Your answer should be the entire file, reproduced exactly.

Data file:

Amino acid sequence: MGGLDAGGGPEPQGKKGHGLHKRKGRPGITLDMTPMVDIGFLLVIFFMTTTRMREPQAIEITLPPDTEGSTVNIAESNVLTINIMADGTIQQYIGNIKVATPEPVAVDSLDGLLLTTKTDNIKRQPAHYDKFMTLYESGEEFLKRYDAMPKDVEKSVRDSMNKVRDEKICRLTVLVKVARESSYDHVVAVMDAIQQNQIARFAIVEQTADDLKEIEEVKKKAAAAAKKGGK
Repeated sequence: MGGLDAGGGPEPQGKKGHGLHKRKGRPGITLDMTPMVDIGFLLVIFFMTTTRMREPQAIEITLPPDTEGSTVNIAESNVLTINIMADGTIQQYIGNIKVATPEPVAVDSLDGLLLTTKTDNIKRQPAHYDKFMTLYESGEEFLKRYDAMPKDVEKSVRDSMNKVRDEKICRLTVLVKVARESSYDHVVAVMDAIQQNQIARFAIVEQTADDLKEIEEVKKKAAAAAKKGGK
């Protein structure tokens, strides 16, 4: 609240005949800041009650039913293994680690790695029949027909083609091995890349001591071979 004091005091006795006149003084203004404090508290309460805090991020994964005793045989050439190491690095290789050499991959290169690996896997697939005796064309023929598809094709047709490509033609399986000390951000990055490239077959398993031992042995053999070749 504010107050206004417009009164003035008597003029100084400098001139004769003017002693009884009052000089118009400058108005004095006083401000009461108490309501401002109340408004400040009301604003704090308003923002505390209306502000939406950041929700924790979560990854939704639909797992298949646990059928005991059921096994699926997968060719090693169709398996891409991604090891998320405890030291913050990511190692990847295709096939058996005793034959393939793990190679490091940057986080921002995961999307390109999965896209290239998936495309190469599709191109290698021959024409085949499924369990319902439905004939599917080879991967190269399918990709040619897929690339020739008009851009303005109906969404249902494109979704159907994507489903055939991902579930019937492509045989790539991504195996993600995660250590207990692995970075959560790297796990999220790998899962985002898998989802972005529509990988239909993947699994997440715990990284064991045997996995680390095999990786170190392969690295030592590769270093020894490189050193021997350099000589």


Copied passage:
Amino acid sequence: MGGLDAGGGPEPQGKKGHGLHKRKGRPGITLDMTPMVDIGFLLVIFFMTTTRMREPQAIEITLPPDTEGSTVNIAESNVLTINIMADGTIQQYIGNIKVATPEPVAVDSLDGLLLTTKTDNIKRQPAHYDKFMTLYESGEEFLKRYDAMPKDVEKSVRDSMNKVRDEKICRLTVLVKVARESSYDHVVAVMDAIQQNQIARFAIVEQTADDLKEIEEVKKKAAAAAKKGGK
Repeated sequence: MGGLDAGGGPEPQGKKGHGLHKRKGRPGITLDMTPMVDIGFLLVIFFMTTTRMREPQAIEITLPPDTEGSTVNIAESNVLTINIMADGTIQQYIGNIKVATPEPVAVDSLDGLLLTTKTDNIKRQPAHYDKFMTLYESGEEFLKRYDAMPKDVEKSVRDSMNKVRDEKICRLTVLVKVARESSYDHVVAVMDAIQQNQIARFAIVEQTADDLKEIEEVKKKAAAAAKKGGK
């Protein structure tokens, strides 16, 4: 609240005949800041009650039913293994680690790695029949027909083609091995890349001591071979 004091005091006795006149003084203004404090508290309460805090991020994964005793045989050439190491690095290789050499991959290169690996896997697939005796064309023929598809094709047709490509033609399986000390951000990055490239077959398993031992042995053999070749 504010107050206004417009009164003035008597003029100084400098001139004769003017002693009884009052000089118009400058108005004095006083401000009461108490309501401002109340408004400040009301604003704090308003923002505390209306502000939406950041929700924790979560990854939704639909797992298949646990059928005991059921096994699926997968060719090693169709398996891409991604090891998320405890030291913050990511190692990847295709096939058996005793034959393939793990190679490091940057986080921002995961999307390109999965896209290239998936495309190469599709191109290698021959024409085949499924369990319902439905004939599917080879991967190269399918990709040619897929690339020739008009851009303005109906969404249902494109979704159907994507489903055939991902579930019937492509045989790539991504195996993600995660250590207990692995970075959560790297796990999220790998899962985002898998989802972005529509990988239909993947699994997440715990990284064991045997996995680390095999990786170190392969690295030592590769270093020894490189050193021997350099000589």